I always support my lens on my D7000. Even on the D700 you don't want to allow more than the camera's weight to be on the mount.

I know two guys who are canon shooters and use their RS Straps and attach them to the bodies and walk around with them dangling down.

It makes me cringe a bit since not only is there a lot of weight dangling from those 70-200 2.8 L lenses, but it also makes the "dangle" lower like knee height.... so you could nail some low level stuff that normally wouldn't be an issue if you had it connected to the tri pod foot.

Anyone else have opinions on that?
 
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I'd support the lens no matter what body is attached. And I've had a 70-200 on a D80, D90, and D7000. I try to never let the camera body support the full weight.

While the D7000 has magnesium parts in its body, it's not full magnesium and the lens mount area sure looks like the D80's and D90's did.

I had a 24-70 attached to a D90, inside a bag. Unfortunately there was an accident and the bag fell onto concrete. Only a few feet, but even with the bag's padding there was enough of a blow. The lens ripped most of the D90's lens mount off. The lens was fine. Nikon replaced the D90's mount for a fee, and then the camera was fine too.

The difference with a D300/D700 is that such an accident might rip off the lens's mount instead. There have been posts on other forums showing both things happening. Depends on the impact, too.
 
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When I use a RS its attached to the body and the 70-200 is touching the bottom of my back pocket. Just cinch it up sp its not so low. If I am moving fast or bouncing around I hold it by the lens, but for just walking I have had no problem with a D0, D90 or D7000 (so far).
 
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If the lens is heavier than the body, it should always be supported. I've had the likes of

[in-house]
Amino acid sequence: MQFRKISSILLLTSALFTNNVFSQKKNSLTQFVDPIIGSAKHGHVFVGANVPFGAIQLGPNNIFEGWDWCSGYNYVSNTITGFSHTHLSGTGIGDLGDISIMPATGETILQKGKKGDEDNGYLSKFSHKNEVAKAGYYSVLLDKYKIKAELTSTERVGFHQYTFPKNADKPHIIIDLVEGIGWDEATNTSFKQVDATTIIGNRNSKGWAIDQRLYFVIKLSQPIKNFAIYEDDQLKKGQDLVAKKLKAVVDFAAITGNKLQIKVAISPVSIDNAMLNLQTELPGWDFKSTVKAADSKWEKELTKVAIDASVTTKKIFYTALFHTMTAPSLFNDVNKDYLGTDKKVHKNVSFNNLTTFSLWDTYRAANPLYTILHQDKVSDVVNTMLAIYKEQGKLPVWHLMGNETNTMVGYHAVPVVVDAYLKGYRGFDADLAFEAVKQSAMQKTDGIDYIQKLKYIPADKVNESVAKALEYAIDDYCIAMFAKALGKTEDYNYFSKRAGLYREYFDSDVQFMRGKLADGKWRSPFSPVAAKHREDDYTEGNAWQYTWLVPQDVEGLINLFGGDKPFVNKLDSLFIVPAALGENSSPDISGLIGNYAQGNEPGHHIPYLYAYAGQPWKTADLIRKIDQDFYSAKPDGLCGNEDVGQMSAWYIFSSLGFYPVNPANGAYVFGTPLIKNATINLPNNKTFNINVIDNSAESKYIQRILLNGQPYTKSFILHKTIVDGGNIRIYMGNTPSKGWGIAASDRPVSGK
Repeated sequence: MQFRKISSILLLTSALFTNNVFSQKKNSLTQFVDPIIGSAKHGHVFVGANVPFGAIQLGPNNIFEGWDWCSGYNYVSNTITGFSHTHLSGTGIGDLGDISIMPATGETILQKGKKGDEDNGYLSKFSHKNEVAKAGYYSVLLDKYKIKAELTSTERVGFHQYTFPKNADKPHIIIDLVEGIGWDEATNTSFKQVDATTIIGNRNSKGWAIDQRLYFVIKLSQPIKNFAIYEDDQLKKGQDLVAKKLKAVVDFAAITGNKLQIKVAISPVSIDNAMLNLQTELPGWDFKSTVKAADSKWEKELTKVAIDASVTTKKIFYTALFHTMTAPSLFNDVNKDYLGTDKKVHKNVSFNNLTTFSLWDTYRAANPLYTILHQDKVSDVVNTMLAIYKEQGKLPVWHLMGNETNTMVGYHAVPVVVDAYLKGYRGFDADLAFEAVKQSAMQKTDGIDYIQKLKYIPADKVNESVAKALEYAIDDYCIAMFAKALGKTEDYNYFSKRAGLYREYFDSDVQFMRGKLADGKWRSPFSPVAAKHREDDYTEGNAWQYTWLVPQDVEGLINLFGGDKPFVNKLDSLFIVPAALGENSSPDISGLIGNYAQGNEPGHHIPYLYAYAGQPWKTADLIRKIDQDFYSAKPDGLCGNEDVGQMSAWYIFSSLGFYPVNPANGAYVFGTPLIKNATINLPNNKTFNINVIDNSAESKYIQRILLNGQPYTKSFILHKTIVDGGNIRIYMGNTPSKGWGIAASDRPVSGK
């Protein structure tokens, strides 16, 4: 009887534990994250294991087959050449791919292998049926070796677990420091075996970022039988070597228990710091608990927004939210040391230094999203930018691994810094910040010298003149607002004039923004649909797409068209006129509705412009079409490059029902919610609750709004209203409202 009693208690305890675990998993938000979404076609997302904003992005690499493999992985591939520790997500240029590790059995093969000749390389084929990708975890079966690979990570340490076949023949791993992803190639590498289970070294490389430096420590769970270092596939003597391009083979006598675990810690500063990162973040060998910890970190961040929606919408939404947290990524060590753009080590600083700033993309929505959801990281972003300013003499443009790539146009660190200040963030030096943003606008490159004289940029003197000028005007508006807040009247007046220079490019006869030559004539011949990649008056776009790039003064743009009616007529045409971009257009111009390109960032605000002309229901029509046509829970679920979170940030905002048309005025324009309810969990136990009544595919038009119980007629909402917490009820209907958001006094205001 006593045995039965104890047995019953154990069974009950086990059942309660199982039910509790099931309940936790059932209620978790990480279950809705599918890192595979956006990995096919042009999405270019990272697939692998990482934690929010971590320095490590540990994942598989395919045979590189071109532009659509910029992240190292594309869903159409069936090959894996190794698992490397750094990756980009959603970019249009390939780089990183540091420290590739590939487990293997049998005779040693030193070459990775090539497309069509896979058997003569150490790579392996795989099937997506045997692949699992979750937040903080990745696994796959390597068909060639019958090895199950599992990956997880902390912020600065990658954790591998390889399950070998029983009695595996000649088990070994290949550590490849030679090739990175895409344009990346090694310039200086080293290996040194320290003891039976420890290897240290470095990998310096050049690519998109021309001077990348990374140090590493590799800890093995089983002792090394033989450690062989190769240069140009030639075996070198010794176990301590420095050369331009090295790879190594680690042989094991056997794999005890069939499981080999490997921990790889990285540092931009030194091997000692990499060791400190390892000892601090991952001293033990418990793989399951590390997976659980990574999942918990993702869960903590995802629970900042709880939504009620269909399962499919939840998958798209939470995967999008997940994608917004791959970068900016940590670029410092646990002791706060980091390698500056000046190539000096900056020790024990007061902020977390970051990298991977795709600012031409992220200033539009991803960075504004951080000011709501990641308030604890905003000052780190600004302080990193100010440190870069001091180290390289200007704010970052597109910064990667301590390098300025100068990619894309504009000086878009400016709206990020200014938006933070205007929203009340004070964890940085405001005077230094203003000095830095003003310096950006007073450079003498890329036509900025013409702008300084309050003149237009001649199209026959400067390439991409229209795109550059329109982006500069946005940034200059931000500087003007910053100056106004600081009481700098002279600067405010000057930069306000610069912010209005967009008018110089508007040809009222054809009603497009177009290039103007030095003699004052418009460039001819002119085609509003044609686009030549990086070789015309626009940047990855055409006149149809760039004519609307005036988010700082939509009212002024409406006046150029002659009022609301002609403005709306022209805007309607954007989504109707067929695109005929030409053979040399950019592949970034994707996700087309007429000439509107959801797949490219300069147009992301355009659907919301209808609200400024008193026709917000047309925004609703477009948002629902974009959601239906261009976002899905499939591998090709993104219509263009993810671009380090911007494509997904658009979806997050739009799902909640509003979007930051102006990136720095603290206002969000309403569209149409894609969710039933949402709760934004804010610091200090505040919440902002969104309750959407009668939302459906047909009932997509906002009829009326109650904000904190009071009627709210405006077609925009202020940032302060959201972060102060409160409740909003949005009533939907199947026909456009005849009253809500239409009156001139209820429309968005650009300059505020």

the 200 f2, 300 f2.8, and 200-400 f4 VR's w/wo TC's on my D7K so far. 20K clicks later...
no issues. Common sense should tell ya to carry with the tripod foot, eh?! :eek: :biggrin:

+1,001.

and when the glass comes with it's own strap: use it.
 
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The biggest lens I own right now is the 80-200 AF-D, and I always cradle it when attached to my D90. Even with a more robust body, I would never hold the body with a big ol' lens attached.
 
Joined
Feb 18, 2008
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Wales
+1,001.

and when the glass comes with it's own strap: use it.

Unfortunately the 70-200 doesn't have a strap which IMO is a shame. The lens foot is a bit small for a carry handle so I must admit I find carrying it around a bit of a problem.
I have considered a replacement foot ( expensive) but considering the price of the lens you shouldn't have these dilemmas !
cheers Dave
 
K

khaz3al

Guest
i carry the lens with a d5100 hanging off it lol.. 70-200, even the 24-70.
 
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Nov 10, 2008
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You are supposed to hold the lens with left hand on any body. In fact that is the proper way to hold any lens, heavy or not. And keep the pinky finger down, not up.

Same hold but rotate shutter release up for vertical shots unless you have a grip.

Thumb on left side of lens, first finger on right. ALWAYS.
 
Joined
Feb 18, 2008
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474
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Wales
You are supposed to hold the lens with left hand on any body. In fact that is the proper way to hold any lens, heavy or not. And keep the pinky finger down, not up.

Same hold but rotate shutter release up for vertical shots unless you have a grip.

Thumb on left side of lens, first finger on right. ALWAYS.

That's to take a picture, not carrying it around. Thats when life gets difficult.
cheers Dave